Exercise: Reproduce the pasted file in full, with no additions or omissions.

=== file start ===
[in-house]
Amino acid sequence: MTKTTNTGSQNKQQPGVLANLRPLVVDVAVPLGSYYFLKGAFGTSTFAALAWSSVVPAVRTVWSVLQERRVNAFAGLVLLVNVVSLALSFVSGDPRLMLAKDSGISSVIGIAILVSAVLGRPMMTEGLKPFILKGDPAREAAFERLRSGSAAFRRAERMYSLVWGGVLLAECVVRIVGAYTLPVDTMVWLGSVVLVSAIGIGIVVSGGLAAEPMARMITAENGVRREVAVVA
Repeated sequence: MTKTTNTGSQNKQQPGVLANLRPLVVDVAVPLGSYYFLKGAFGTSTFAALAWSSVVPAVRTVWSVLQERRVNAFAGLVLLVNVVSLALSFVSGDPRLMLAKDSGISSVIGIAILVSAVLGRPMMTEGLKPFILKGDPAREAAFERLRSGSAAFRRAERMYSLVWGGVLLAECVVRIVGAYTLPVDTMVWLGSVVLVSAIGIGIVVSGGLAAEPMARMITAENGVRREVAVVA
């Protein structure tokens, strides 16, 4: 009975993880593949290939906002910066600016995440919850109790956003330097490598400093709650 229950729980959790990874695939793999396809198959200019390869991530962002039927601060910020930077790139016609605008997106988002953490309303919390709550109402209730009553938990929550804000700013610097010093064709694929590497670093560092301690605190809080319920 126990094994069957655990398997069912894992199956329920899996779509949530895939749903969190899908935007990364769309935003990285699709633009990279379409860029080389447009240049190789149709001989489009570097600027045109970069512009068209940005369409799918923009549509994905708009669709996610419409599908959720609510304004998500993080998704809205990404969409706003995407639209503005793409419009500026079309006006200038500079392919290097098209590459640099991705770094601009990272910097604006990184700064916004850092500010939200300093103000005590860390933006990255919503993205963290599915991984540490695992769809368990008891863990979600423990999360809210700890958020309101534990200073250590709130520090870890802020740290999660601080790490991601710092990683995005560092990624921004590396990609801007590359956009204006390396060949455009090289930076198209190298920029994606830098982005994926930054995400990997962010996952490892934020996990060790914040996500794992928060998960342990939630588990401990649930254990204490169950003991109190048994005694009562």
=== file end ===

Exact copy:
[in-house]
Amino acid sequence: MTKTTNTGSQNKQQPGVLANLRPLVVDVAVPLGSYYFLKGAFGTSTFAALAWSSVVPAVRTVWSVLQERRVNAFAGLVLLVNVVSLALSFVSGDPRLMLAKDSGISSVIGIAILVSAVLGRPMMTEGLKPFILKGDPAREAAFERLRSGSAAFRRAERMYSLVWGGVLLAECVVRIVGAYTLPVDTMVWLGSVVLVSAIGIGIVVSGGLAAEPMARMITAENGVRREVAVVA
Repeated sequence: MTKTTNTGSQNKQQPGVLANLRPLVVDVAVPLGSYYFLKGAFGTSTFAALAWSSVVPAVRTVWSVLQERRVNAFAGLVLLVNVVSLALSFVSGDPRLMLAKDSGISSVIGIAILVSAVLGRPMMTEGLKPFILKGDPAREAAFERLRSGSAAFRRAERMYSLVWGGVLLAECVVRIVGAYTLPVDTMVWLGSVVLVSAIGIGIVVSGGLAAEPMARMITAENGVRREVAVVA
């Protein structure tokens, strides 16, 4: 009975993880593949290939906002910066600016995440919850109790956003330097490598400093709650 229950729980959790990874695939793999396809198959200019390869991530962002039927601060910020930077790139016609605008997106988002953490309303919390709550109402209730009553938990929550804000700013610097010093064709694929590497670093560092301690605190809080319920 126990094994069957655990398997069912894992199956329920899996779509949530895939749903969190899908935007990364769309935003990285699709633009990279379409860029080389447009240049190789149709001989489009570097600027045109970069512009068209940005369409799918923009549509994905708009669709996610419409599908959720609510304004998500993080998704809205990404969409706003995407639209503005793409419009500026079309006006200038500079392919290097098209590459640099991705770094601009990272910097604006990184700064916004850092500010939200300093103000005590860390933006990255919503993205963290599915991984540490695992769809368990008891863990979600423990999360809210700890958020309101534990200073250590709130520090870890802020740290999660601080790490991601710092990683995005560092990624921004590396990609801007590359956009204006390396060949455009090289930076198209190298920029994606830098982005994926930054995400990997962010996952490892934020996990060790914040996500794992928060998960342990939630588990401990649930254990204490169950003991109190048994005694009562």